Recruiting: Recruiting at Rutgers was largely a matter of begging MAC leftovers to consider a "BCS" team, if only in the most technical sense, for most of its existence and well into Schiano's tenure. Aside from the occasional local guy who likes mom's cooking, it's been a parade of two-star recruits for Rutgers. Even now, things are a little bleak: the bounce you would expect after a program-establishing 11-2 season consists of Rivals 250 OT Art Forst and another four-star defensive tackle from New York among just eight commitments, all of them from New Jersey or New York.
But there is a perceptual shift. Michigan's pursuing three recruits from Rutgers' neck of the woods this year and each has named the Scarlet Knights to be Michigan's primary competition. Michigan won the battle with Marcus Witherspoon and JB Fitzgerald and leads (or at least did lead before Carr's retirement) for Brandon Smith, but Rutgers is a real player for the New Jersey kids who usually flee the state en masse. And, man, Schiano's following Fitzgerald around in a helicopter.
Recruiting's mostly about energy, not personality -- do Ron Zook and Charlie Weis seem like guys you want to spend four years around? -- and Schiano has that.
Potential Catches: The very idea of having a head coach from New Jersey conjures up images of the Great White Fail at Notre Dame; other than that Schiano seems pretty clean. The major concern is that Schiano's had one year that could be considered even slightly successful by Michigan standards, that being 2006 and hasn't proven he can operate a program on an elite level, but there's exactly one candidate out there you can't say that about and Les Miles is quite the longshot at this point.
Relative Compensation: Rutgers made a major outlay to Schiano after 2006's 11-2 campaign and has invested in facilities upgrades with an eye towards making the program a consistent p
ower, but Schiano remains relatively cheap. Rutgers reworked his contract in February, bumping his salary up to $1.5 million a year; Michigan can afford far more than that and Martin continually makes noises that Michigan will be offering in the mid-twos. Can Rutgers afford that? Maybe. They're under fire for investing in the football program at the same time the university faces a major budget crunch, so they'd be faced with increasing their outlay even more or potentially watching their investment to date go belly up. 50-50 they would find the money to hold onto him.
Would He Take The Job? Maybe? It's hard to imagine the coach at Rutgers turning down... well... anyone, but Miami made a run at Schiano last offseason and got shot down. That could have been a money thing, though. Miami's pathetic fanbase can't sell out the Orange Bowl even against big names like Virginia Tech and the 'Canes ended up settling on defensive coordinator Randy Shannon, a guy no one was pursuing and came cheap.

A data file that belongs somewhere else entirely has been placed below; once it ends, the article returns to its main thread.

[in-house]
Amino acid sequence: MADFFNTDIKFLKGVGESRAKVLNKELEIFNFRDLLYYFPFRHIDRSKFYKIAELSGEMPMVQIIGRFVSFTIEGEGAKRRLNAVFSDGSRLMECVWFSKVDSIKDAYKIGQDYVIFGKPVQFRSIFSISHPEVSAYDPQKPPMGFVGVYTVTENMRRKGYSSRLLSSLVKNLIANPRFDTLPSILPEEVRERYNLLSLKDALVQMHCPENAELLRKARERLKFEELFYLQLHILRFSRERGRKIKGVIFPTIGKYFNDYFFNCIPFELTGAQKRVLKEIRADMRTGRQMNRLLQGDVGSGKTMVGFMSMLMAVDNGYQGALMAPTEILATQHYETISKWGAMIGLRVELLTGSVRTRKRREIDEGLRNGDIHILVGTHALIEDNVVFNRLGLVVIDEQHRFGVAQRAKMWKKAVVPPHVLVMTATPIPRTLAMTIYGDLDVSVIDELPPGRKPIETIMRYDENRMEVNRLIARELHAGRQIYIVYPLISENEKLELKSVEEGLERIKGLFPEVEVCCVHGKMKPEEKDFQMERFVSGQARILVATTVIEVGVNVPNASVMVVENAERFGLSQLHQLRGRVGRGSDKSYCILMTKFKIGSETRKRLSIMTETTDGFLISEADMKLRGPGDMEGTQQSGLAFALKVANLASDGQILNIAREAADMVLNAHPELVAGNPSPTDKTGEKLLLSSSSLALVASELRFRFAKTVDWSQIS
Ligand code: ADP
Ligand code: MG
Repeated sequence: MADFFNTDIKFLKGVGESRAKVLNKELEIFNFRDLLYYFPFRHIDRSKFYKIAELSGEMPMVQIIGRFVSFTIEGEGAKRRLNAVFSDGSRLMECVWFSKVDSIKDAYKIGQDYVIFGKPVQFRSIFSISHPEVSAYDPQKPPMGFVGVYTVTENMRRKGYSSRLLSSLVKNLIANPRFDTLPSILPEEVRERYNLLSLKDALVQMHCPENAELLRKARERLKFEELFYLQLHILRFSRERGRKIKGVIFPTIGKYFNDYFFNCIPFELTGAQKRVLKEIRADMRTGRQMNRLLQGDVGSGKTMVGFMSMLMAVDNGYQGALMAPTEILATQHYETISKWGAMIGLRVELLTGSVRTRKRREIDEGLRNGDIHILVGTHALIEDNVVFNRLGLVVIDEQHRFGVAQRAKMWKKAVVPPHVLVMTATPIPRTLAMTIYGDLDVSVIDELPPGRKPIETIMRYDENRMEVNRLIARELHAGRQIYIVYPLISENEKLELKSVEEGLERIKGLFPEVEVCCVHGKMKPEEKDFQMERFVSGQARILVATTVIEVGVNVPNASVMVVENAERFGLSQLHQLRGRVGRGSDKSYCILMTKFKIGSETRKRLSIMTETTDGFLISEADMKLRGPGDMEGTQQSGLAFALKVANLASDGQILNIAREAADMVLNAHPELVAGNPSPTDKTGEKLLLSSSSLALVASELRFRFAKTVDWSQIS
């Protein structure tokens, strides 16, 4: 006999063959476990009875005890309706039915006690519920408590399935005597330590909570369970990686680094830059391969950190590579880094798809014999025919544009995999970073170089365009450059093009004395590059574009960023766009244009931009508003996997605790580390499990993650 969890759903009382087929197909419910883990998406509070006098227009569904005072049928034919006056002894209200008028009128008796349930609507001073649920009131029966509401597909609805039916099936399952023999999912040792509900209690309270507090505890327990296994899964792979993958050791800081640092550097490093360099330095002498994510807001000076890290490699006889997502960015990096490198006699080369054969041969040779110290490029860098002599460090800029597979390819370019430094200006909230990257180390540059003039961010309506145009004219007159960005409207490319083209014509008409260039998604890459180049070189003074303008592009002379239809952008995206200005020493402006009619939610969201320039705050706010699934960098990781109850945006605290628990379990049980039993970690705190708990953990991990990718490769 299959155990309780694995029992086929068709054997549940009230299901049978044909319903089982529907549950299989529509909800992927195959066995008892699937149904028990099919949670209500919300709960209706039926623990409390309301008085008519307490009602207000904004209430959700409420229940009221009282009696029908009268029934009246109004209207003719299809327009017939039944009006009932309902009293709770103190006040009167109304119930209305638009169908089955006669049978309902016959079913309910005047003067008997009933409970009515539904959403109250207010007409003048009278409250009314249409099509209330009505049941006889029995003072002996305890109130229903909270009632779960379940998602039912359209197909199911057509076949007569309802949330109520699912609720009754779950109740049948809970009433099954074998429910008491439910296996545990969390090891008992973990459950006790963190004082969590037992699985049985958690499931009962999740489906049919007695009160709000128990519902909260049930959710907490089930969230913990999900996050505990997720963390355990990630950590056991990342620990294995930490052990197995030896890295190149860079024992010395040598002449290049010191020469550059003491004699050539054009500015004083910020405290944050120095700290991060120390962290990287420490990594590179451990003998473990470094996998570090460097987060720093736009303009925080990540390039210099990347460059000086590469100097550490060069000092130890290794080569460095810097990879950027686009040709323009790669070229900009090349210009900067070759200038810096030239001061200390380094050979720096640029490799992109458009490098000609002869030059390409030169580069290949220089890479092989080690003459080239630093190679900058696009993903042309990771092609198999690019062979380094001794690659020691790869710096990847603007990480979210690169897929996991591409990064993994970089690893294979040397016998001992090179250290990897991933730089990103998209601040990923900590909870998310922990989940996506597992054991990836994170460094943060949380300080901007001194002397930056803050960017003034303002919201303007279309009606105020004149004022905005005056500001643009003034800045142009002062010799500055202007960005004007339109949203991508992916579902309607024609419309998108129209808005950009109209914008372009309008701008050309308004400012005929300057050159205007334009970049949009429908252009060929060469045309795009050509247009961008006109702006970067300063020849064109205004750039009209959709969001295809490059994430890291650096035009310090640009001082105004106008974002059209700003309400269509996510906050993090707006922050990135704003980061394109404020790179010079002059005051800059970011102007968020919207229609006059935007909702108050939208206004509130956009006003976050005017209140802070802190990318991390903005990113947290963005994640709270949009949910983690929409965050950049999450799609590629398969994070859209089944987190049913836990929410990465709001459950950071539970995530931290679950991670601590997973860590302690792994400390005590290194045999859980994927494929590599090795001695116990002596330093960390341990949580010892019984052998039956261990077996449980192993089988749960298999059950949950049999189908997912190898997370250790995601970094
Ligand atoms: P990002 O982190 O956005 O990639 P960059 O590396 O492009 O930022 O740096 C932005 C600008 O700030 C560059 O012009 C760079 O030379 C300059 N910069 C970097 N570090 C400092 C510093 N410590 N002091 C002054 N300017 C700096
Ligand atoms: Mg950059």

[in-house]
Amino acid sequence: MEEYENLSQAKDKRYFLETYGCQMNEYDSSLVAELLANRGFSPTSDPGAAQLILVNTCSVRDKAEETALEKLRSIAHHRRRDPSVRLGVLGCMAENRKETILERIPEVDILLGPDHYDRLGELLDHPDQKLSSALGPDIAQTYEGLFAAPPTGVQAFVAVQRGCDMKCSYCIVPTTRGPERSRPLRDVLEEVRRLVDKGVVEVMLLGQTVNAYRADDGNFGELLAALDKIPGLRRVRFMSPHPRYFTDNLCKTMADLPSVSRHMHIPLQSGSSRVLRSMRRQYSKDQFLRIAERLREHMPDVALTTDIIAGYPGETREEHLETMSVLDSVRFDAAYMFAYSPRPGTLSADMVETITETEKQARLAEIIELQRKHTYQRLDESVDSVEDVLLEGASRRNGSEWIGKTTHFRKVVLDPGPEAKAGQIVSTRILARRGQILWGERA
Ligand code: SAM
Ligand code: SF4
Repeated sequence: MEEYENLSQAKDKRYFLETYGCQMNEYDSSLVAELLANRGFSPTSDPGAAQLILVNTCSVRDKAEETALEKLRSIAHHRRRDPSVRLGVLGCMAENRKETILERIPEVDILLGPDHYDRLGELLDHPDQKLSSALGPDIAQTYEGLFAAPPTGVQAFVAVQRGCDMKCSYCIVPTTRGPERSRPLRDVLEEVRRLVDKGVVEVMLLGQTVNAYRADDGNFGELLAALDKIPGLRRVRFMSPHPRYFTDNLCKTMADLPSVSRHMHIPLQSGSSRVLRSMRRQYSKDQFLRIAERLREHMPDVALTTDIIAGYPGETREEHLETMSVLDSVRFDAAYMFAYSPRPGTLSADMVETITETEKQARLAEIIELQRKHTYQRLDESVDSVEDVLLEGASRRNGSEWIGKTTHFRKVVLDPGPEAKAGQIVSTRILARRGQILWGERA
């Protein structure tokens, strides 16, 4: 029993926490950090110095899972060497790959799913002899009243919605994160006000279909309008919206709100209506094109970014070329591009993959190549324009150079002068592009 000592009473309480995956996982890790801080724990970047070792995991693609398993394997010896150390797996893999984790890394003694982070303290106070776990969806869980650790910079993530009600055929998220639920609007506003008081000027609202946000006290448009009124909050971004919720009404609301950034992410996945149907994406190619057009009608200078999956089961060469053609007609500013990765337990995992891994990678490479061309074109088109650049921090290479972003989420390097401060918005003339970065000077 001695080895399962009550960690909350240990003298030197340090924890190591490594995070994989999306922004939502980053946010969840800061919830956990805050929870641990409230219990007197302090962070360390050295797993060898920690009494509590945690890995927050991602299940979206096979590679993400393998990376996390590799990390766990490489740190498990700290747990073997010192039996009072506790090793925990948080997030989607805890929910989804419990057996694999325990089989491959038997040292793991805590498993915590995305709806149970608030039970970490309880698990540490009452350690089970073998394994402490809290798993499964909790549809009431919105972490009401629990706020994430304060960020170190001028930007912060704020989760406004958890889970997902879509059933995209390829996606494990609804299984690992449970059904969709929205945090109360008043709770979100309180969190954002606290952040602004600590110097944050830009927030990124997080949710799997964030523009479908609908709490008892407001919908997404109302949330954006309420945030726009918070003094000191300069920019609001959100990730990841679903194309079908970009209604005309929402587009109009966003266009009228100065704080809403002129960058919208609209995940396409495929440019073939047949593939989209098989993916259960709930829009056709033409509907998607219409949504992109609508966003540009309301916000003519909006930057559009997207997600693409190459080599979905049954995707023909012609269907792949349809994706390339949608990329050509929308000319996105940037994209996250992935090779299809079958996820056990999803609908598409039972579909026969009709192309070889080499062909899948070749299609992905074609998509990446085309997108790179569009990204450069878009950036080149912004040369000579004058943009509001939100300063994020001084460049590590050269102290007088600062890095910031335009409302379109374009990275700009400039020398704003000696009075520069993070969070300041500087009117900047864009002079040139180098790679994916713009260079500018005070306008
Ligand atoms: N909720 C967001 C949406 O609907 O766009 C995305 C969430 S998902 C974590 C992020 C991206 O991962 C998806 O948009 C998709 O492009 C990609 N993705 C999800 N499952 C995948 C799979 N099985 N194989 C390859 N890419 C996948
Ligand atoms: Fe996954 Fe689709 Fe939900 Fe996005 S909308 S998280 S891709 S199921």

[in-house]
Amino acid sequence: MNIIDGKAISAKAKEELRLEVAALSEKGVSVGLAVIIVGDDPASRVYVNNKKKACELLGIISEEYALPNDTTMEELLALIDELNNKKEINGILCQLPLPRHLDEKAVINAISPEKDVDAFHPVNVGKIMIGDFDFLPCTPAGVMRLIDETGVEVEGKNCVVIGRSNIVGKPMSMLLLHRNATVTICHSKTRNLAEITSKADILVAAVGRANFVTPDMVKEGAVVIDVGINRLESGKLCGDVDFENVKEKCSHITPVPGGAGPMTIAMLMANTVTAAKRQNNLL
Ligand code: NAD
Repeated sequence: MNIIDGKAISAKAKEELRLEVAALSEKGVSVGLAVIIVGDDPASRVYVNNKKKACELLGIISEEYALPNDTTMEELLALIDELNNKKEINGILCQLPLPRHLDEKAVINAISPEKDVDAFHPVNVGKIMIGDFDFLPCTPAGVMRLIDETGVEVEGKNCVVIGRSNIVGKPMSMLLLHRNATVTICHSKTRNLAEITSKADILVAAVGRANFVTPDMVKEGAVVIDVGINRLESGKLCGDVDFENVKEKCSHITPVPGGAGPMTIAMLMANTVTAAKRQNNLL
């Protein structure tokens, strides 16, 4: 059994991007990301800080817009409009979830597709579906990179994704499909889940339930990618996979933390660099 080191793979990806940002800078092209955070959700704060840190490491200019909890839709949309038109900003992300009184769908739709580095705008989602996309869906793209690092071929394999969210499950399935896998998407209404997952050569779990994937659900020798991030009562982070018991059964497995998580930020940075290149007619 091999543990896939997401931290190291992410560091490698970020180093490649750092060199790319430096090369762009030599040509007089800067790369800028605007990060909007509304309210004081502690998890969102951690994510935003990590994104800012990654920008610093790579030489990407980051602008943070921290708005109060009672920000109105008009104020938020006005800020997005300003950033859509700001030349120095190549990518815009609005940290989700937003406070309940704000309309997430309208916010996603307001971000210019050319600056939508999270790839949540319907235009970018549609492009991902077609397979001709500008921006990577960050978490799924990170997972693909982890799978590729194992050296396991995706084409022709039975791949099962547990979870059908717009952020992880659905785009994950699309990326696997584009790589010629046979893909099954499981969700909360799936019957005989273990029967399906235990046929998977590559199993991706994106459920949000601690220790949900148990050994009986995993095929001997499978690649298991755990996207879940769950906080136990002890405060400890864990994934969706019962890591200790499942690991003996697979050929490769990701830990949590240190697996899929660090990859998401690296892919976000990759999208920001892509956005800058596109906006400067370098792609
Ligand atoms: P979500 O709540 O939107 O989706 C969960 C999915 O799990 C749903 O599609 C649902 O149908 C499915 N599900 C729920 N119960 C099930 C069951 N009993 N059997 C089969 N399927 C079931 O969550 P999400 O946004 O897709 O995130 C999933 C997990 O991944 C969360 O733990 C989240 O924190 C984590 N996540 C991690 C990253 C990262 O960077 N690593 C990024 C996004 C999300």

Another reason Schiano might have stayed: he had no particular affiliation with the Miami program. Schiano was raised in New Jersey and has spent most of his life in and around the Midwest and Northeast. Check the table above: Schiano was DC at Miami for two years. This ends his career south of Chicago. Or maybe State College. I don't have longitudes handy. So it's possible he looked at Miami's offer skeptically. A petulant, disloyal fanbase that expects national titles or bust, a mediocre contract offer, and a move thousands of miles away from home? No thanks.
Michigan's fanbase is marginally less petulant and vastly more loyal, the school is closer to home, and the money will be better. So there's a chance. But the persistent rumor out there is that Schiano's content at Rutgers and dreams of being a Bowden or Paterno-esque program patriarch; the other rumor out there is that he's waiting for JoePa to beam home so he can take the Penn State job. It might be a tough sell.
Overall Attractiveness: Schiano would be one of the few guys out there Martin could plausibly hire in the wake of the Miles fiasco without enraging the Michigan fanbase. You can't even call his job at Rutgers a "resurrection" or a "rebuild," since both those terms envision a Rutgers program that, you know, existed before Schiano's arrival. It did not; Schiano created one out of whole cloth. If you believe the program desperately needs a breath of fresh air, Schiano is a good bet to bring it in.
He's also enticingly young. Michigan's looking for a guy with extensive head coaching experience, which mostly constricts the search to guys in their early to mid fifties; Schiano is just 41. If he works out Michigan gets 20 years instead of 10.
What doubts exist are because of the Rutgers thing. Yes, he has seven years as a head coach. But how much data can we glean from the first four? Not much. So we're left with one shining example of the poor rising up and some decent-for-Rutgers seasons around it. But to get a guy like Schiano you have to move now, before he has that second season or that third season that proves to both him and the university that this is not a fluke and he becomes even tougher to pry out of New Jersey. He's a risk, yes, but he's also a guy with huge upside; he would be an A- pick.